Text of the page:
Maybe I have not engaged queer Black men on these conversations because I long for their love and do not want to be rejected, but my silence comes at the expense of those radically living as their femme selves. It comes at the expense of those dismissing the constructs of the gender binary.
My reticence leads to the continued repudiation of femininity and the rise of toxic masculinity. By remaining quiet, the standard for Black men remains beneath mediocre, and femmephobia retains its place as a norm.
The suffering that transgender women endure illustrates that femmephobia has far reaching effects. Femmephobia, which is linked to transphobia, results in the oppression of all whose gender identity exists outside of the constraints of masculinity. Such oppression can reveal itself in the form of violence and sexual assault towards transgender women, as well as cisgendered women.
Femmephobia also places our kids in danger. Children who are perceived to be feminine are often targets of harassment, bullying, and violence, which can even come from the child’s own family (as we tragically saw with Gabriel Fernandez and Giovanni Melton). We must begin the work of eradicating our destructive beliefs before another life is lost.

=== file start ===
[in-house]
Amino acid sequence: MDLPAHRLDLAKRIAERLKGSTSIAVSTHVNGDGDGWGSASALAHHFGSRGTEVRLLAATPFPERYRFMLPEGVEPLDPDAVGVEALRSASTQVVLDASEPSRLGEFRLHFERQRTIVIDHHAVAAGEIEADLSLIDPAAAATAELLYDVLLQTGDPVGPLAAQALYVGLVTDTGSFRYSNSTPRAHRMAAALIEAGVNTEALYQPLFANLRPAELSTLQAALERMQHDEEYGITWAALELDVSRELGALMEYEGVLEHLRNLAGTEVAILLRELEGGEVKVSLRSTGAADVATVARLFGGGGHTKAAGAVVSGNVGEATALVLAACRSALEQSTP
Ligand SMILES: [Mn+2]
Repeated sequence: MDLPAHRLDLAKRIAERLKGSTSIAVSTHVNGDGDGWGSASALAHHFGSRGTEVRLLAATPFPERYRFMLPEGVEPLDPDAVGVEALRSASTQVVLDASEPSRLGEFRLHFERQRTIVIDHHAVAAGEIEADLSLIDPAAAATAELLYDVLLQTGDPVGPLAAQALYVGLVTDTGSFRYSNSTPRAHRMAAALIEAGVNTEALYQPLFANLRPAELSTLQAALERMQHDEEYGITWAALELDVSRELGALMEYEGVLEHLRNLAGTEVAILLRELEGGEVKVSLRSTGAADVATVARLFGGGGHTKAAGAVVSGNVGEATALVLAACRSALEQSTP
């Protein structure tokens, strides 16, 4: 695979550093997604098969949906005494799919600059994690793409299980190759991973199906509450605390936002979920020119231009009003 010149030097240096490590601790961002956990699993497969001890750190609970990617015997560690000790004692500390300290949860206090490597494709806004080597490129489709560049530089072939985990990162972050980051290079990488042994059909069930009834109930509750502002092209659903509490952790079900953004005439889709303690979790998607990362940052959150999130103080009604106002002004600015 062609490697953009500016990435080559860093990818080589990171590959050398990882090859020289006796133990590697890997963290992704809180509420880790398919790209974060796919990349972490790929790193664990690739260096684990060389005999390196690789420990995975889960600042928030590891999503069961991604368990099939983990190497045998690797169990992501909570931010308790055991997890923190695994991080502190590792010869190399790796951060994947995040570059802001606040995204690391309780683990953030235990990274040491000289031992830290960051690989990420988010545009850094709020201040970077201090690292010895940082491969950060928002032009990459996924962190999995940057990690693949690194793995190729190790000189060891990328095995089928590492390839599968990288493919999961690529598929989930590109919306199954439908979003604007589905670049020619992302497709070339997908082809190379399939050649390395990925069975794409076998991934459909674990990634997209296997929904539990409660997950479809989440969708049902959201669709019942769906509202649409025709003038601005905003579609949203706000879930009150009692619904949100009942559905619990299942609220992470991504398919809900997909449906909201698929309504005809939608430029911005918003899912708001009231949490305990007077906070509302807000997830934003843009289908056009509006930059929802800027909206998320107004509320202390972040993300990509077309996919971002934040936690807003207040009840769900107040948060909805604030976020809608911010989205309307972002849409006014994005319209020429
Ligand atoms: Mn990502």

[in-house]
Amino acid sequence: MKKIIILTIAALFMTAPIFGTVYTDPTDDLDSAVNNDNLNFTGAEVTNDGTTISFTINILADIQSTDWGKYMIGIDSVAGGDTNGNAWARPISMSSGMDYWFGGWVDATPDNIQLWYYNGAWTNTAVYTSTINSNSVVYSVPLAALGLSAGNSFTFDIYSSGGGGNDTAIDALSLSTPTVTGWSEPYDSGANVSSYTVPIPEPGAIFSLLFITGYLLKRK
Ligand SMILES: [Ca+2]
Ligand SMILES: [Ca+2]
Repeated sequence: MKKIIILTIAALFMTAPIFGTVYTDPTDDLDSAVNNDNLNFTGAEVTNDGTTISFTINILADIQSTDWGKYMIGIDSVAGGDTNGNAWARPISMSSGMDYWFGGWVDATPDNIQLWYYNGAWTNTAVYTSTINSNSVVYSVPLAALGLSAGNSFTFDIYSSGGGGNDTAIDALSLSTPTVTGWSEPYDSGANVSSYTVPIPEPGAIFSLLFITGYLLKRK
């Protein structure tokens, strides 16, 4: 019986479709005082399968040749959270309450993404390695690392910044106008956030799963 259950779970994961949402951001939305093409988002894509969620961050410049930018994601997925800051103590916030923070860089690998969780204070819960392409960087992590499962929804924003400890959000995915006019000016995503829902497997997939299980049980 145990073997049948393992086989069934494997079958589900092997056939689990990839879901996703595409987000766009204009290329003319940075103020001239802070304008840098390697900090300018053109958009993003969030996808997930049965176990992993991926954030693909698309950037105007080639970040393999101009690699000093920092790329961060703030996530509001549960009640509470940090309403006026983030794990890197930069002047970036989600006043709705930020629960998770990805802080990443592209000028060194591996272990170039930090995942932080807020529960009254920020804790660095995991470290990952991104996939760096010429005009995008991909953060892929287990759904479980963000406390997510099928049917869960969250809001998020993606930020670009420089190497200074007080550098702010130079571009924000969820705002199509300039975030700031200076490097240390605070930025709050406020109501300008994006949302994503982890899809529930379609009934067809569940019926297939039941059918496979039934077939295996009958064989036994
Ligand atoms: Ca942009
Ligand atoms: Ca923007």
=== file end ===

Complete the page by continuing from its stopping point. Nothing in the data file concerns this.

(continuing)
When we check ourselves on the systems that we are upholding through our beliefs, we are doing the work. When we challenge ourselves to create new identities and worlds where these systems do not exist, we are doing the work. When we elevate the voices of those who are traditionally marginalized in these conversations, we are doing the work. When we commune with Black femme men and collaborate on what Black liberation looks like, we are doing the work.
Those who claim to love Black women and children cannot be a part of the movement for Black lives while possessing femmephobic beliefs.
You cannot do the work of Black liberation and secretly loathe femme queer men. You do not believe Black lives matter when you privately believe the lives of feminine folk are dispensable and inferior.
Femmephobia does not advance Black liberation. Instead, it deprecates our own and keeps our house divided.
Anti-Blackness, misogyny, and heteropatriarchal masculinity cannot simply be conquered with the wave of a magic wand. Resisting these systems requires active engagement and introspection. On the “Commodifying Black Pain” episode of #ThatBlackCouple Podcast, Jenn M. Jackson states that we all have been socialized to participate in white supremacy. I recognize that deconstructing these indoctrinated beliefs take time and I am rightfully wary of the femmephobia and toxic masculinity that I continue to see from Black men, but haven’t you heard the latest? #TimesUp
*This post originally appeared on Black Youth Project
Maximillian Matthews is a Black queer writer based out of Durham, NC. He holds a M.Ed. in Higher Education Administration from North Carolina State University, a B.A. in English Literature from Elon University, and is currently studying K-12 Counseling at New York University.